The 11th version of the Pirates Prospects Guide and the first ever Pirates history book by John Dreker are both available for pre-sale at the PBN Shop. You’ll also find our Black Friday deals live, with discounts on the 10th Anniversary Prospect Guide, as well as merchandise discounts.
John Dreker’s book will be released by the end of this year, while The 2022 Guide will be released in early 2022, targeting early March. Below is a preview of each book.
The 2022 Guide
This is the 11th version of the Pirates Prospects Guide, but it’s the second version of a new direction for the book. When I first had the idea for this book in 2010, the goal was to compile all of the information we had on every prospect into a single book. As the years went on, more content was added to the book, including featured articles.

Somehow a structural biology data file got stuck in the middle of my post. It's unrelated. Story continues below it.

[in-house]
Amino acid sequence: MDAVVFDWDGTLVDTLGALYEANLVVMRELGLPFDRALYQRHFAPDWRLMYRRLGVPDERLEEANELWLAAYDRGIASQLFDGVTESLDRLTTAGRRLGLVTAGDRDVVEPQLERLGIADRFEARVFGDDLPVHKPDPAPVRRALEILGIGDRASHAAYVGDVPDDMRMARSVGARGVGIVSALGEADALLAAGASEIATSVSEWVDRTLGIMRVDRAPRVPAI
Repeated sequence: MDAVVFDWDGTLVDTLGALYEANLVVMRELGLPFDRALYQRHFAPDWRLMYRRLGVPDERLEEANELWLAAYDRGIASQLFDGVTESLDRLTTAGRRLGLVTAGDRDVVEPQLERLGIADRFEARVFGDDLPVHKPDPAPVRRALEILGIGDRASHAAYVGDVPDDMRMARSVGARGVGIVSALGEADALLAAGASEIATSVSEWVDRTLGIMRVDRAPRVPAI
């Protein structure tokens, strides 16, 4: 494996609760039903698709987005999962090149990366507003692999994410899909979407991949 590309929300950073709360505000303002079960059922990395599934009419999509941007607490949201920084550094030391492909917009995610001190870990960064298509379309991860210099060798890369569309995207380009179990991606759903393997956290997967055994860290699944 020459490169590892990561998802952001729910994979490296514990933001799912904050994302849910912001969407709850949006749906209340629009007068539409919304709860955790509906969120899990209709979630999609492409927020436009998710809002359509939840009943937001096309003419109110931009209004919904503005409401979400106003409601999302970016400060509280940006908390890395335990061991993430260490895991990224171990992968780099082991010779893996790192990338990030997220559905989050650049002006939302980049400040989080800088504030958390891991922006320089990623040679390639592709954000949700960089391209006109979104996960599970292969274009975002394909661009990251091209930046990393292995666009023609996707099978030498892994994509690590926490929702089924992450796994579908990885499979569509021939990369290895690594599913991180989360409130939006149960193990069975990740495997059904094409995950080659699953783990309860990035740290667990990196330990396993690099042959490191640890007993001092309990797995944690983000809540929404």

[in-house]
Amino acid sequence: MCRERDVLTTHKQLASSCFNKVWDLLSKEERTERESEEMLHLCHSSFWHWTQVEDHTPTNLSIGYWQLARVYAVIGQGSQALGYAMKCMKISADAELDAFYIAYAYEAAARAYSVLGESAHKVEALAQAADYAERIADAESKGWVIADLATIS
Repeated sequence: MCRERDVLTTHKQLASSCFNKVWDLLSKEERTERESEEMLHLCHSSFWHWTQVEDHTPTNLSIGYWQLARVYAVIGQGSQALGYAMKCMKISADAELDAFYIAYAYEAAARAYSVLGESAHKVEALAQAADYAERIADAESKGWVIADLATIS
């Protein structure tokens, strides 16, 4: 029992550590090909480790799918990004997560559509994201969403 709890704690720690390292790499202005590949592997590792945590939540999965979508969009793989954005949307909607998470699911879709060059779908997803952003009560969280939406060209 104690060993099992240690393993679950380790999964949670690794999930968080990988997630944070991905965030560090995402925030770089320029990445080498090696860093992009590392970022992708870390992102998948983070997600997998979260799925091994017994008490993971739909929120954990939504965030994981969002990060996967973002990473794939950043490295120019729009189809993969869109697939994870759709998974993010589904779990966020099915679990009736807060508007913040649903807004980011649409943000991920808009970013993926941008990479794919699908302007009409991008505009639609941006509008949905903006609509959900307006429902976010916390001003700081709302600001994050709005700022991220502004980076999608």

Last year, for the 10th Anniversary edition, I aimed to create more of a “book” than a one-year guide. Using the lyrics to Stairway to Heaven, my knowledge from covering baseball player development so closely for over a decade, and exclusive interviews, I put together a summary of where the Pirates were in their rebuild, in addition to the usual full prospect reports on each player.
This year will be a continuation of that concept. There will be a new song. It’s been played recently as a First Pitch song of the day. There are more exclusive interviews. The story will pick up from last year’s musings on player development, looking deeper into individualized development. I’m writing these books about a rebuilding organization, with the idea that the combined story will reveal more about player development than I could do in a single article or book.